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Clindamycin (Clindacin) vaginal cream 2% – [20 g tube]


Antibiotic for local use in gynecology

SKU: 61754 Category:


Clindamycin Pharmacodynamics
Clindamycin phosphate is inactive in vitro, but is rapidly hydrolyzed in vivo to form clindamycin, which has antibacterial activity.
Clindamycin belongs to the group of clindamycin antibiotics, which inhibits protein synthesis in the microbial cell due to the interaction with the 50S ribosome subunit and affects the translation process.
Clindamycin, like most protein synthesis inhibitors, is primarily a bacteriostatic whose effectiveness is related to the duration of maintaining the concentration of the active substance at a higher level than the MPC (Minimum Suppressive Concentration) of the infecting organism.
Resistance to clindamycin is in most cases due to modification of target ribosomal sites, usually through chemical modification of the RNA nitrogenous bases or point mutations of RNA or sometimes protein mutations.
Under in vitro conditions, cross-resistance between lincosamides, macrolides, and streptogramines B. There is cross-resistance between clindamycin and lincomycin in some organisms.
Under in vitro conditions, the following microorganisms causing bacterial vaginosis are sensitive to clindamycin: Gardnerellci vaginalis, Mobiluncus spp., Mycoplasma hominis, Bacteroides spp., Peptostreptococcus spp.
Bacterial culture and sensitivity studies are not usually performed to establish the diagnosis and guide treatment for bacterial vaginosis. There is no standard methodology for evaluating the sensitivity of potential bacterial vaginosis pathogens (Gardnerella vaginalis, Mobiluncus spp.). Methods for determining the sensitivity of Bacteroides spp. and Gram-positive anaerobic cocci and Mycoplasma spp. are described by the Clinical and Laboratory Standards Institute (CLSI), and borderline sensitivity values for clindamycin for Gram-negative and Gram-positive anaerobic bacteria are published by the European Committee on Antimicrobial Susceptibility Testing (EUCAST).
For clinical isolates that are sensitive to clindamycin but resistant to erythromycin, a D-test should also be performed to determine clindamycin resistance. Nevertheless, borderline values are intended to guide systemic antibiotic treatment rather than local treatment.

Bacterial vaginosis.

-Hypersensitivity to clindamycin, lincomycin or excipients;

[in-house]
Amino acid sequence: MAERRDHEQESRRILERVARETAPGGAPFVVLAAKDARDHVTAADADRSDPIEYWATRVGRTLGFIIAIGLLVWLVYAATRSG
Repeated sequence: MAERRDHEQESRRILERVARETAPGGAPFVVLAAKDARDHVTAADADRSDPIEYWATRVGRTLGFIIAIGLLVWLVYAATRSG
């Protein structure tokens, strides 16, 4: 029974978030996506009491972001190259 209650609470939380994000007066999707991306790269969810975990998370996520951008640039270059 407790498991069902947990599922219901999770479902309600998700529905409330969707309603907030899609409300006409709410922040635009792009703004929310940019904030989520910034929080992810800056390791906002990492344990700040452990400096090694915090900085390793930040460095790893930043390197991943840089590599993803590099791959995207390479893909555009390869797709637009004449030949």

-In patients with a history of antibiotic-associated colitis;
-Age under 18 years of age (data on safety, efficacy are not available).
Use during pregnancy and during breast-feeding:
Pregnancy .
No adequately controlled studies on the use of the drug during the first trimester of pregnancy have been conducted; therefore, Klindacin® vaginal cream may be administered to women during the first trimester of pregnancy only for absolute indications, i.e. when the potential benefit to the mother exceeds the potential risk to the fetus.
In animal studies no adverse effects on the fetus have been found during subcutaneous or oral administration of clindamycin, except in cases when the drug is administered in doses toxic to the mother.
When clindamycin was administered intravaginally in the second and third trimesters of pregnancy, no increase in the frequency of fetal congenital abnormalities was noted. Abnormal deliveries occurred in 1.1% of women compared to 0.5% in the placebo group if clindamycin vaginal cream was used in the second trimester for 7 days. The use of the drug in II-III trimesters of pregnancy is possible if the potential benefit to the mother outweighs the risk to the fetus.
Breast-feeding period.
It is not known whether clindamycin is excreted into the breast milk after intravaginal administration. Clindamycin is detected in breast milk at concentrations <0.5 to 3.8 µg/mL after systemic administration. Clindamycin has the potential to have adverse effects on the gastrointestinal microflora of breastfed infants, such as diarrhea, blood in the stool, or rash. If a breastfeeding mother requires oral or intravenous clindamycin, this is not a reason to stop breastfeeding, but an alternative medication may be preferred.
Consideration should be given to the developmental and health benefits of breastfeeding as well as the clinical necessity of the mother’s use of clindamycin and any potential adverse effects associated with clindamycin or the mother’s underlying disease on the breastfed infant.

Dosage and administration

  • To be administered intravaginally with an applicator.
  • Recommended dose: One full applicator (5 g cream, approximately 100 mg clindamycin), preferably before bedtime for 3 or 7 consecutive days.
  • Instructions for use of the applicator:
    The disposable applicators enclosed in the package are designed to accurately dispense and inject the Clindamycin® cream into the vagina.
    1.Open the tube of cream by removing the cap. Puncture the membrane of the tube with the back of the cap. Screw the plastic applicator onto the threaded neck of the tube.
    2. Gently press the tube from the opposite end and gently squeeze the cream into the applicator. The applicator piston moves independently as it fills the desired volume. The applicator is full when its piston reaches the stop. Unscrew the applicator and close the tube with the cap.
    3. In the supine position, pull your knees up to your chest. Holding the applicator horizontally, gently insert it into the vagina as deeply as possible, taking care not to cause discomfort.
    4. Slowly pushing the plunger until it stops, inject the entire volume of the cream into the vagina.
    5. Carefully remove the applicator from the vagina and discard it in a waste container.